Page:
In addition, a sixth day premium the employer usually paid for employees’ sixth day worked – which usually fell on a Saturday – does not have to be included in the regular rate for overtime calculations, according to the opinion.
In Bell vs. Iowa Turkey Growers Cooperative, the company agreed it had shorted employees in overtime calculations the 20 cents per hour and 30 cents per hour shift differentials it paid to employees for regular hours worked during second and third shifts, up to the point it realized it was in violation of the Fair Labor Standards Act (FLSA). At issue was what credits, if any, the employer should be given when calculating payments to employees to remedy the mistake.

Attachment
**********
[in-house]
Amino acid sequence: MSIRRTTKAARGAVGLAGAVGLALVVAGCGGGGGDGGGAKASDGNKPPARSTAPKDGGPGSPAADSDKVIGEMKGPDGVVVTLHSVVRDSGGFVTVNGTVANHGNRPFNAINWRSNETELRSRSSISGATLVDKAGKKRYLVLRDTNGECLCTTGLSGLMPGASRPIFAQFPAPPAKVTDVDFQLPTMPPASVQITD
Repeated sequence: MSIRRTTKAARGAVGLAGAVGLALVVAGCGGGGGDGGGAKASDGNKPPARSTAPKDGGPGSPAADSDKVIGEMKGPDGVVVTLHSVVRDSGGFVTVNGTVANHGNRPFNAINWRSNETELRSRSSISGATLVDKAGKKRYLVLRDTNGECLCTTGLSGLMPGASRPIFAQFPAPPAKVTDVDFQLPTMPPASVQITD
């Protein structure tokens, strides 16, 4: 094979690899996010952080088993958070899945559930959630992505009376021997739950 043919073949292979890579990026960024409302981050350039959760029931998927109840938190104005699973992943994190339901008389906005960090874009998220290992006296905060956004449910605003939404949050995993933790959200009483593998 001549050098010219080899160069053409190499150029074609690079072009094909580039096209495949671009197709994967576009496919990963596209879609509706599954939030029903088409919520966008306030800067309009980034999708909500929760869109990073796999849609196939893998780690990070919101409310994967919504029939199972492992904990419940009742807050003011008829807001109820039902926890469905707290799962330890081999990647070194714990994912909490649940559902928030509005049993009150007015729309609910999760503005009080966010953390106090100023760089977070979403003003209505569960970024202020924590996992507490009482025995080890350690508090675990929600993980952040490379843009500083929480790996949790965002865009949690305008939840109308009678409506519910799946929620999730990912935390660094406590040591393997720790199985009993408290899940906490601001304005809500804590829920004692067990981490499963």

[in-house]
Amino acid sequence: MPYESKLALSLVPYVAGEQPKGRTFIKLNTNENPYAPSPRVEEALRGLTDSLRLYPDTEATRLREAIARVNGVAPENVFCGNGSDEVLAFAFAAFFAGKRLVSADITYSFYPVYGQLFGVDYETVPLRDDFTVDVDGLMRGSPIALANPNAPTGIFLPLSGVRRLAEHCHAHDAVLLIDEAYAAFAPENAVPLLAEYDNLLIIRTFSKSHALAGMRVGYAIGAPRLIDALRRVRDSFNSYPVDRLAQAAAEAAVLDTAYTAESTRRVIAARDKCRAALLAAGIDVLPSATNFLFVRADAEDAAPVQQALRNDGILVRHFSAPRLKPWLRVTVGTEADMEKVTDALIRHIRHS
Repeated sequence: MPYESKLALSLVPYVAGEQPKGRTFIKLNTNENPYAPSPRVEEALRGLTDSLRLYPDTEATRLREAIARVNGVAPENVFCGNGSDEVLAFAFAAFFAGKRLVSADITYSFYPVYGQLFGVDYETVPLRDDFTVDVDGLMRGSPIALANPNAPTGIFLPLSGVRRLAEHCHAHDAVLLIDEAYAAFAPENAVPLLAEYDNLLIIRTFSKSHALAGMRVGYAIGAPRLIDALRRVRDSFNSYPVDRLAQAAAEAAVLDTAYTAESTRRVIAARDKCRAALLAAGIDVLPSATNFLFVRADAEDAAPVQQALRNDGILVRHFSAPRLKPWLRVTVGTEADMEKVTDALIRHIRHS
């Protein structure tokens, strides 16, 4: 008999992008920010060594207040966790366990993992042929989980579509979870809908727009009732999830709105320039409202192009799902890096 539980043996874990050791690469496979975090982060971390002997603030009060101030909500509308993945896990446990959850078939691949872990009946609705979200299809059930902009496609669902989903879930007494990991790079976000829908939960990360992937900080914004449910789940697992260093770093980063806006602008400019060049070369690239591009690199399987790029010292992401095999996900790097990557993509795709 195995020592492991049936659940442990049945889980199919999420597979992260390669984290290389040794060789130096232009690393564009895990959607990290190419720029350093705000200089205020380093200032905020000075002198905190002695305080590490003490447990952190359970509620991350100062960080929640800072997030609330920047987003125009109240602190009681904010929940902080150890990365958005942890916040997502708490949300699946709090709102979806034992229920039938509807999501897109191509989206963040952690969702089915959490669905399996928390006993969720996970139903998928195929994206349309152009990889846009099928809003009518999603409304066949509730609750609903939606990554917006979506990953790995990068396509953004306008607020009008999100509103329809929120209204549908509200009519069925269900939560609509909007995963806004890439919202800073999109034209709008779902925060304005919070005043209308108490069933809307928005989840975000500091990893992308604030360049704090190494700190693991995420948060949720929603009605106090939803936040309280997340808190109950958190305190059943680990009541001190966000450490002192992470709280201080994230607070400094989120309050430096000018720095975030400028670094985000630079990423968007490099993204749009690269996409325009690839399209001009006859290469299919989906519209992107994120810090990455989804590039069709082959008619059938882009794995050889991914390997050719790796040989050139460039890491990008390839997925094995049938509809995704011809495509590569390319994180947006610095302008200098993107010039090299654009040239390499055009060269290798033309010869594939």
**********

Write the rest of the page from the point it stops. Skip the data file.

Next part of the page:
The plaintiffs argued that no credit should be given for overtime the company did pay since the fact that the shift differentials were not included meant the pay was less than the required time and a half rate in the first place. The court disagreed, and concluded the overtime the company already paid at the incorrect rate as well as the sixth day premiums it had previously paid should be credited against overtime pay still owed.
The opinion is here .
Department of Labor information regarding the FLSA and pay requirements can be accessed here .